Almost 80% of people in a rural area of Northumberland are against plans to erect five massive wind turbines near their homes, critics of the project have claimed.
They say building the 126.5m-high windmills – each more than six times the height of the Angel of the North – would be a form of environmental disaster, because of the damaging impacts on life in the surrounding communities.
Green energy firm EnergieKontor has unveiled proposals to build the wind farm on land between the 14-home hamlet of Fenrother, near Morpeth, and the nearby village of Longhorsley.
Now local people who are planning to set up a formal action group to fight the scheme say that 79% of residents are against it, 16% are undecided and just 5% support the development. The claims are based on exit polls taken at two public exhibitions of the company’s proposals held this week.
Yesterday GP Dr James Lunn, who lives with his wife Gemma and baby daughter Imogen in Fenrother, and is a leading opponent of the wind farm scheme, said more than 130 people have also signed an online protest petition.
“We were very impressed with the responses of people who attended the two exhibitions, where there was some heated debate and very strong views given against the wind farm.
“Many were terrified of the effect it would have on the local economy and local communities.” Dr Lunn said there was a lot of ill-feeling over the fact that the developer had been involved in lengthy discussions with landowners, but residents were only given 10 days’ notice of the public exhibitions.
He said EnergieKontor would have to produce an environmental impact assessment with any planning application to build the turbines, but this would not take into account the scheme’s effects on the spirit and sense of togetherness in local communities.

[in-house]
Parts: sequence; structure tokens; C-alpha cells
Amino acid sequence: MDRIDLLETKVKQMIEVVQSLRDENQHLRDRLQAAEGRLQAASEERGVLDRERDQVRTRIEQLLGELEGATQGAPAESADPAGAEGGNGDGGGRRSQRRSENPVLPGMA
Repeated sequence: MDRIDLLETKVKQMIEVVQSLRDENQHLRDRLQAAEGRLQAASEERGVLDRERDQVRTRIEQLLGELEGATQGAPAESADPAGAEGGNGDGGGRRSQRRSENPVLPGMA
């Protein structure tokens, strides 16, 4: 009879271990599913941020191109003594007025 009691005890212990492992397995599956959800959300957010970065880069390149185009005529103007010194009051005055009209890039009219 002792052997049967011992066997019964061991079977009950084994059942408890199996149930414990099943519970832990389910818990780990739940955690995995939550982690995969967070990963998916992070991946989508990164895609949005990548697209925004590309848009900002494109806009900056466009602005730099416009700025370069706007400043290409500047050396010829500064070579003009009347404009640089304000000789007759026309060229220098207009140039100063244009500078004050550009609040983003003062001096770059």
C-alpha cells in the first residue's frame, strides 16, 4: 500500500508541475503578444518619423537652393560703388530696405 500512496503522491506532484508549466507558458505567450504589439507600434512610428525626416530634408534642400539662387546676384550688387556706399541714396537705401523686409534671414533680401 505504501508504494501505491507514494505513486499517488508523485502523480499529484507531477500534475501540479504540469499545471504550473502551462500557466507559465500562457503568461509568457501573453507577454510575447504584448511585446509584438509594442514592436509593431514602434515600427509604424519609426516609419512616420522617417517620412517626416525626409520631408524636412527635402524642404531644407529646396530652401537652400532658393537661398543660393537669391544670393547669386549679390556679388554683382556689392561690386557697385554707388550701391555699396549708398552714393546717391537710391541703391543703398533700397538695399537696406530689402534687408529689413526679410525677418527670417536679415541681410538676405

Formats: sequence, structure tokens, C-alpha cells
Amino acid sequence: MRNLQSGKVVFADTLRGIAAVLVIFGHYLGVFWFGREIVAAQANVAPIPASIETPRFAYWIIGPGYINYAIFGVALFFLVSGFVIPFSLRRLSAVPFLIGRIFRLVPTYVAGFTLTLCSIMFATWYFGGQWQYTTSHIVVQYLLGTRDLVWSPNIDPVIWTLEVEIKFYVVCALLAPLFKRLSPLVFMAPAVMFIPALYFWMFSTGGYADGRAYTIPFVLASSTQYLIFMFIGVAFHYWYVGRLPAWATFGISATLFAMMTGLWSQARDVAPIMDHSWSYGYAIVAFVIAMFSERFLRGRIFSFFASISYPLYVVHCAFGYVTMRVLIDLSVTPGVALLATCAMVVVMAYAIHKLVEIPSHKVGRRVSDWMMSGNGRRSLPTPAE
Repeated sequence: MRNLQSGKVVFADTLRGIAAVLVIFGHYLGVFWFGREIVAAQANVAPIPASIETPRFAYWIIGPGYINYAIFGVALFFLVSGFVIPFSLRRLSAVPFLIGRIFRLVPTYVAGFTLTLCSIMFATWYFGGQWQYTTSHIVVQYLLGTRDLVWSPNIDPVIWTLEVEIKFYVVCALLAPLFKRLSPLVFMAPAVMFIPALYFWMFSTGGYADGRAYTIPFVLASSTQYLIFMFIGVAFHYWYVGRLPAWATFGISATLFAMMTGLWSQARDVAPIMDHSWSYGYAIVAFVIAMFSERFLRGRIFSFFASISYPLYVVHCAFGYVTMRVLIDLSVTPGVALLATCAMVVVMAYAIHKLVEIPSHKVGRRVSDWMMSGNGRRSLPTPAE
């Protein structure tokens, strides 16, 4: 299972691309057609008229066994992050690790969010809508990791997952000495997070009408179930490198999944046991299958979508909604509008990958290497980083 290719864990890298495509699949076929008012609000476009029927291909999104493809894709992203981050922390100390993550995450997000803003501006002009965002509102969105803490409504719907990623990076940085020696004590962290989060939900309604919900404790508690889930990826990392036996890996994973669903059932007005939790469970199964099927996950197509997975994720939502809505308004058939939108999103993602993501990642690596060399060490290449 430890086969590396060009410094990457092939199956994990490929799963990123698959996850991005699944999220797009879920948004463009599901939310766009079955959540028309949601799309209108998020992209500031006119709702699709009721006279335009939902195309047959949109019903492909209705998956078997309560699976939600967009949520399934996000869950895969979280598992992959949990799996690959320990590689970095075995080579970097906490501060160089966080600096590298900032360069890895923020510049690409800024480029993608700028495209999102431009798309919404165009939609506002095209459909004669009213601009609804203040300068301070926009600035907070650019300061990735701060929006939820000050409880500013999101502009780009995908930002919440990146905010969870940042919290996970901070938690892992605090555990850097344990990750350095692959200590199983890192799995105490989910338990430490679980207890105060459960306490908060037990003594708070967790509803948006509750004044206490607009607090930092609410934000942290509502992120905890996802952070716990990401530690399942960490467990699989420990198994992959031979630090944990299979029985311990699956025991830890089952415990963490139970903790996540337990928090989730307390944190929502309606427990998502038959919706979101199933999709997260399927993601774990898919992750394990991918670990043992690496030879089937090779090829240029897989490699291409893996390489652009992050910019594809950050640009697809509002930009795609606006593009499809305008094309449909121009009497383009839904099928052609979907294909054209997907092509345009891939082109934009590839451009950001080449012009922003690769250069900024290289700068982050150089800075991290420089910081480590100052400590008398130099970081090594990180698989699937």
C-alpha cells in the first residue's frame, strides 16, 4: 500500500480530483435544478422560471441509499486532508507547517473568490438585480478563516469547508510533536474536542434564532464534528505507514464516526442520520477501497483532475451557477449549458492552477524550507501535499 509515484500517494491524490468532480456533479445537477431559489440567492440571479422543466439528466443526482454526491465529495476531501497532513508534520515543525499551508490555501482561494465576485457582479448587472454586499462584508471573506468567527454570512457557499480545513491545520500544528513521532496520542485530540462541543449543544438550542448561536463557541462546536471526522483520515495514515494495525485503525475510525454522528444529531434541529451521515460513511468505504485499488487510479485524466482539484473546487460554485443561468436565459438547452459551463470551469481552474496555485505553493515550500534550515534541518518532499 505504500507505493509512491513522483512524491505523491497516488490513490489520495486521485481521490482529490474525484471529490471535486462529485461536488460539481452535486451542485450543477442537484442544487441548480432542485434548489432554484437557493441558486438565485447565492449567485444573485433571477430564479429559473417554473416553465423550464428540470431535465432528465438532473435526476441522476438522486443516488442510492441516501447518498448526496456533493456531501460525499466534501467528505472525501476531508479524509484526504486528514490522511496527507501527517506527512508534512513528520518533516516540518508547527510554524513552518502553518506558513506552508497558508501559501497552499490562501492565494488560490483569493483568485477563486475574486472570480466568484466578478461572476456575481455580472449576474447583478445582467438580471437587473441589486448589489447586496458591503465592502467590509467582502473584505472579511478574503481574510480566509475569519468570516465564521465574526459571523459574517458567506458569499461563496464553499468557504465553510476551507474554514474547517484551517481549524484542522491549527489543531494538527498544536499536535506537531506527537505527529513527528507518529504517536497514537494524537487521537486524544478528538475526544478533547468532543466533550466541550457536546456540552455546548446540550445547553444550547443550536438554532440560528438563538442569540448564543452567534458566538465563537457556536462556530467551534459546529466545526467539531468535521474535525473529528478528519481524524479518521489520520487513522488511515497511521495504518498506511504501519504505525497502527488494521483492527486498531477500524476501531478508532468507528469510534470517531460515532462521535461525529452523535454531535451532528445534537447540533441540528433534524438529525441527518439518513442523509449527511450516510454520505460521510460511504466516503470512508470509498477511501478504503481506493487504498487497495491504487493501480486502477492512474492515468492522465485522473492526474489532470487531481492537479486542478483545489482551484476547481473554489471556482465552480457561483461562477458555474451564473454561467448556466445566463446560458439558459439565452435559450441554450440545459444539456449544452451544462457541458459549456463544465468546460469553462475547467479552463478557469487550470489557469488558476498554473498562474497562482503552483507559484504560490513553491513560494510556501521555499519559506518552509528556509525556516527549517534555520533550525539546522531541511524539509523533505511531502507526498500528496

“Whatever the technological arguments are, it is the disruption, and often disintegration, of local community spirit which represents the biggest environmental disturbance produced by wind farms close to communities.
“This occurs because in small, rural communities there will always be one, two or more landowners who would benefit massively financially from wind farms, whereas others will feel robbed of the rural surroundings they had previously, and which were often the main reason for them choosing to live in that location. The wind farm project at Fenrother would be an environmental disaster because of its disruptive effects on the surrounding local communities, and should be refused planning permission.”
Peter Harrison, UK general manager with EnergieKontor, said feedback from the two exhibitions would be assessed and there would be extensive discussions with local communities.
He said: “Even if we are to progress with an environmental impact assessment, that will take six to nine months so there will be no planning application submitted until summer at the earliest.
“From our perspective, we are pleased that about 140-150 people came along to see our proposals.”
The company says the wind farm could provide enough electricity for 7,600 households, and is located in an area earmarked as suitable for wind energy.
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